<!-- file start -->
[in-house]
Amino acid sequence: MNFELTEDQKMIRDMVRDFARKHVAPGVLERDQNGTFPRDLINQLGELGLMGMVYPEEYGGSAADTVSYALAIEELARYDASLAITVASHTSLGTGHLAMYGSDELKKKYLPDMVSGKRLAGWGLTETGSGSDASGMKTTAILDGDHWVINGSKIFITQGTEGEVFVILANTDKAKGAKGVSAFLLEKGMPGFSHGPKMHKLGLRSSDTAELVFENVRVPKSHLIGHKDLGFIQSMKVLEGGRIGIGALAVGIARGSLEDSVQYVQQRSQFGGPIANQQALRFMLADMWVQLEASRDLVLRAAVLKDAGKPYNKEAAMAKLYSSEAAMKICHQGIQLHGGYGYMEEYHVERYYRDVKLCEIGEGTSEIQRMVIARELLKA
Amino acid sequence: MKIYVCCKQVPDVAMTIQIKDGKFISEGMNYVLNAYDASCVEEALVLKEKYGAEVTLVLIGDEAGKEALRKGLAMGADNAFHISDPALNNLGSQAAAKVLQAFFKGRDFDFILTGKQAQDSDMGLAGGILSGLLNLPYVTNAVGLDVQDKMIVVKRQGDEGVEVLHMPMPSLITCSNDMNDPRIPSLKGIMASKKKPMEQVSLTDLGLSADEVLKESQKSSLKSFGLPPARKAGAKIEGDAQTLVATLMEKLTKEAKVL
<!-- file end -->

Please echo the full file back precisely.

[in-house]
Amino acid sequence: MNFELTEDQKMIRDMVRDFARKHVAPGVLERDQNGTFPRDLINQLGELGLMGMVYPEEYGGSAADTVSYALAIEELARYDASLAITVASHTSLGTGHLAMYGSDELKKKYLPDMVSGKRLAGWGLTETGSGSDASGMKTTAILDGDHWVINGSKIFITQGTEGEVFVILANTDKAKGAKGVSAFLLEKGMPGFSHGPKMHKLGLRSSDTAELVFENVRVPKSHLIGHKDLGFIQSMKVLEGGRIGIGALAVGIARGSLEDSVQYVQQRSQFGGPIANQQALRFMLADMWVQLEASRDLVLRAAVLKDAGKPYNKEAAMAKLYSSEAAMKICHQGIQLHGGYGYMEEYHVERYYRDVKLCEIGEGTSEIQRMVIARELLKA
Amino acid sequence: MKIYVCCKQVPDVAMTIQIKDGKFISEGMNYVLNAYDASCVEEALVLKEKYGAEVTLVLIGDEAGKEALRKGLAMGADNAFHISDPALNNLGSQAAAKVLQAFFKGRDFDFILTGKQAQDSDMGLAGGILSGLLNLPYVTNAVGLDVQDKMIVVKRQGDEGVEVLHMPMPSLITCSNDMNDPRIPSLKGIMASKKKPMEQVSLTDLGLSADEVLKESQKSSLKSFGLPPARKAGAKIEGDAQTLVATLMEKLTKEAKVL